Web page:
This is the only factor that makes the rise of the online industry different from the rise of the cable industry. Fundamentally, cable was always going to grow-up to be TV. The fact that new media giants such as Aol. and Yahoo, and all the rest, have also always wanted to grow up to be TV has been a critical hindrance to establishing a unique online selling proposition aligned with what users want. So, instead, we sell audience data at a discount to the media space.
Congratulations to iCurrent and the Washington Post Company.
Old media is dead. Long live old media.
July 9, 2010 § Leave a Comment
“This is like the early days of cable,” [Denton] says. “High—surprisingly high—startup costs. But eventually advertisers move across, and the margins are lavish for the leading players in each category. Jezebel becomes Lifetime, HuffPo becomes MSNBC, and Henry becomes CNBC.” In that way, and that way only, Blodget would happily be right back where he started.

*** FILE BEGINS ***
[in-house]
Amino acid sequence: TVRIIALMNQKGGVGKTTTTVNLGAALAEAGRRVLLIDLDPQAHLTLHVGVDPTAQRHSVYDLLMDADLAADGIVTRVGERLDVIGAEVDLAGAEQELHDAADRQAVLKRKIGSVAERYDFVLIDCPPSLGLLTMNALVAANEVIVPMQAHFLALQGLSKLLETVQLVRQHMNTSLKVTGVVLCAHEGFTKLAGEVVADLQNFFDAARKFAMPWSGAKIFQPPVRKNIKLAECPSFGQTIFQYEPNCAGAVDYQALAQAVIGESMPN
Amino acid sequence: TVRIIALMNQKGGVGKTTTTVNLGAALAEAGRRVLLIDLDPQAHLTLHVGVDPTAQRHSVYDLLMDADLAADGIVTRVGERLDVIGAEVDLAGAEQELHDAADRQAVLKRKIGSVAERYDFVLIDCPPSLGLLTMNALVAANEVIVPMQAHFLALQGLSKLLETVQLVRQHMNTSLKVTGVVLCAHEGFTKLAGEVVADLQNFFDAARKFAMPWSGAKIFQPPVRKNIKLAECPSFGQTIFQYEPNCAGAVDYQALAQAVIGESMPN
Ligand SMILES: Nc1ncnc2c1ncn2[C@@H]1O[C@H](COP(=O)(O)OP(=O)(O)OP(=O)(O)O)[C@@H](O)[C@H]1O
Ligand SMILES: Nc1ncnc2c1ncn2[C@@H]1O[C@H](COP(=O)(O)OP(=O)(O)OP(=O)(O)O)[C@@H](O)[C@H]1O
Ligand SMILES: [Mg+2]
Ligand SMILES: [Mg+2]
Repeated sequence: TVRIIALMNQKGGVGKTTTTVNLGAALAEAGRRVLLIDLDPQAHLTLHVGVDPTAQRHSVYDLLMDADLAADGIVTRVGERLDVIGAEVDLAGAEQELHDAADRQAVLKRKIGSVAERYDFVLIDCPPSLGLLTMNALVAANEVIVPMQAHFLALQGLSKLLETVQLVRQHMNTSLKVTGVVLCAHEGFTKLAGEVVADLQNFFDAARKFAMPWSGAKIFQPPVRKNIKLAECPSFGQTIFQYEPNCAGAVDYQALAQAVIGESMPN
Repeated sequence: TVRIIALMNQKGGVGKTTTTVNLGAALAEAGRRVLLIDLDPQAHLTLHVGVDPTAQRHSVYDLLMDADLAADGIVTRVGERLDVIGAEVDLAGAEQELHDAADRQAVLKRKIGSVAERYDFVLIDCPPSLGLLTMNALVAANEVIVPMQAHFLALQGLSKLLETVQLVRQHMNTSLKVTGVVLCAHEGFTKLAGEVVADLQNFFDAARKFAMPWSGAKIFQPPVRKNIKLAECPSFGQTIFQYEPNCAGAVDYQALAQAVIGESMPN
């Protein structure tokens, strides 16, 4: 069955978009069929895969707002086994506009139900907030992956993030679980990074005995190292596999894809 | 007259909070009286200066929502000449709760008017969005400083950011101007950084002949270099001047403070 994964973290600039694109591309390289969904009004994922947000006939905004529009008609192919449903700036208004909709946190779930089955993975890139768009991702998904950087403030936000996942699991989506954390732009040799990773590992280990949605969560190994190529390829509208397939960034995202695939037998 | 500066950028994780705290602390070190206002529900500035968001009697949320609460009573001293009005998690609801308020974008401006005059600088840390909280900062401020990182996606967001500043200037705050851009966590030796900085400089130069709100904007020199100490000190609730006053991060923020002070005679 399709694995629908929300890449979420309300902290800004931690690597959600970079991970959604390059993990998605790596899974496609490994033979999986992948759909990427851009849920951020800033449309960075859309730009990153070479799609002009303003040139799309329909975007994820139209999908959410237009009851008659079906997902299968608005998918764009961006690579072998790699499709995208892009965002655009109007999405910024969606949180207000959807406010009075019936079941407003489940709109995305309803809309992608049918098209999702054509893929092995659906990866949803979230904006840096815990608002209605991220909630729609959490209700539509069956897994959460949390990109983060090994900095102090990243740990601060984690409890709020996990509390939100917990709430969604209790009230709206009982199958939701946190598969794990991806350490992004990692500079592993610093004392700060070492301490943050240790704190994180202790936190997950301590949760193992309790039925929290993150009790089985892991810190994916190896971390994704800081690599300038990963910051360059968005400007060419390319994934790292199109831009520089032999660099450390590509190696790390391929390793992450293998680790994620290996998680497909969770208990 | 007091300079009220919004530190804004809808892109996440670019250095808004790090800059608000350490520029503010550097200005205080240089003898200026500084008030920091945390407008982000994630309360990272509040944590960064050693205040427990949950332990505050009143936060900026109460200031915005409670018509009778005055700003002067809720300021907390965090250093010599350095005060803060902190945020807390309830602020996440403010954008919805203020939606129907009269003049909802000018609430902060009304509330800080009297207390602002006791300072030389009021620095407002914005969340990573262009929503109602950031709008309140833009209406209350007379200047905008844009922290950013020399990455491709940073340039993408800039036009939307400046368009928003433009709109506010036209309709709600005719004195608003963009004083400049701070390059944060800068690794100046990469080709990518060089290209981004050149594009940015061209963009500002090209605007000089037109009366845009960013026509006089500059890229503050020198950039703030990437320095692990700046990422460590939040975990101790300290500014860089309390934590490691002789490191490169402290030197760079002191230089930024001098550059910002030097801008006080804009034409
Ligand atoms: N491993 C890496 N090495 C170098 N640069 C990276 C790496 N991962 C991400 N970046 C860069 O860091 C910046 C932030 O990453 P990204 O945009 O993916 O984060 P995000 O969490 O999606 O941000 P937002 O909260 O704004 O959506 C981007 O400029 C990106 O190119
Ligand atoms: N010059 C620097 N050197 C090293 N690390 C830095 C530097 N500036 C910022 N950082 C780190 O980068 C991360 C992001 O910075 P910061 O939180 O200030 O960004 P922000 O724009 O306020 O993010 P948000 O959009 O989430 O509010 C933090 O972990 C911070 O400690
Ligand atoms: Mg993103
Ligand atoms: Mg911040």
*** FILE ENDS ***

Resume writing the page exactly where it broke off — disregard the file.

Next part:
There you have it. This is a teachable moment to sharply illustrate that the striving classes (“leading players”) of new media are bent on being like old media. To be rich and powerful is a key driver, as always. To be thought of as big and important is another. But sharing with old media the same contempt for new media (and possibly its audiences) is really the hidden, dirty secret of new media’s old media wannabes.